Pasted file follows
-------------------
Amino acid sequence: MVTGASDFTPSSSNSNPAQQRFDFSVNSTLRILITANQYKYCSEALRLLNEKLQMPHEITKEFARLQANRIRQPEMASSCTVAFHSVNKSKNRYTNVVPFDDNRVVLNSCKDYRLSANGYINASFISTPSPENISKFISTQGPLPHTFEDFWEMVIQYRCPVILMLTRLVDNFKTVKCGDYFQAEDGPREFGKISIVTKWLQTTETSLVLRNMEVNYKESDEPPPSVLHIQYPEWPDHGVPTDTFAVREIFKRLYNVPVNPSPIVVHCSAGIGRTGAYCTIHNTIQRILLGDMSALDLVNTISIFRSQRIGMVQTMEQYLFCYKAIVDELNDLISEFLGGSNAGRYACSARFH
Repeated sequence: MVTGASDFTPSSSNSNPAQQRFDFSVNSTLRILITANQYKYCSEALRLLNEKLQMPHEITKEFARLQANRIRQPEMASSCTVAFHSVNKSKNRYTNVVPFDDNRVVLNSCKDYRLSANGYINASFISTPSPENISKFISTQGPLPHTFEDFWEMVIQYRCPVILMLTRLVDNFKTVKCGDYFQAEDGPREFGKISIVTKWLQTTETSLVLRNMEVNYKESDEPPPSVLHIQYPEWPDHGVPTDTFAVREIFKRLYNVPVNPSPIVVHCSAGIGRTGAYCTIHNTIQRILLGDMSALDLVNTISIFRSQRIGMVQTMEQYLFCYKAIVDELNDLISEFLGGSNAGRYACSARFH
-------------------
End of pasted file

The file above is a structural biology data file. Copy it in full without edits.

Amino acid sequence: MVTGASDFTPSSSNSNPAQQRFDFSVNSTLRILITANQYKYCSEALRLLNEKLQMPHEITKEFARLQANRIRQPEMASSCTVAFHSVNKSKNRYTNVVPFDDNRVVLNSCKDYRLSANGYINASFISTPSPENISKFISTQGPLPHTFEDFWEMVIQYRCPVILMLTRLVDNFKTVKCGDYFQAEDGPREFGKISIVTKWLQTTETSLVLRNMEVNYKESDEPPPSVLHIQYPEWPDHGVPTDTFAVREIFKRLYNVPVNPSPIVVHCSAGIGRTGAYCTIHNTIQRILLGDMSALDLVNTISIFRSQRIGMVQTMEQYLFCYKAIVDELNDLISEFLGGSNAGRYACSARFH
Repeated sequence: MVTGASDFTPSSSNSNPAQQRFDFSVNSTLRILITANQYKYCSEALRLLNEKLQMPHEITKEFARLQANRIRQPEMASSCTVAFHSVNKSKNRYTNVVPFDDNRVVLNSCKDYRLSANGYINASFISTPSPENISKFISTQGPLPHTFEDFWEMVIQYRCPVILMLTRLVDNFKTVKCGDYFQAEDGPREFGKISIVTKWLQTTETSLVLRNMEVNYKESDEPPPSVLHIQYPEWPDHGVPTDTFAVREIFKRLYNVPVNPSPIVVHCSAGIGRTGAYCTIHNTIQRILLGDMSALDLVNTISIFRSQRIGMVQTMEQYLFCYKAIVDELNDLISEFLGGSNAGRYACSARFH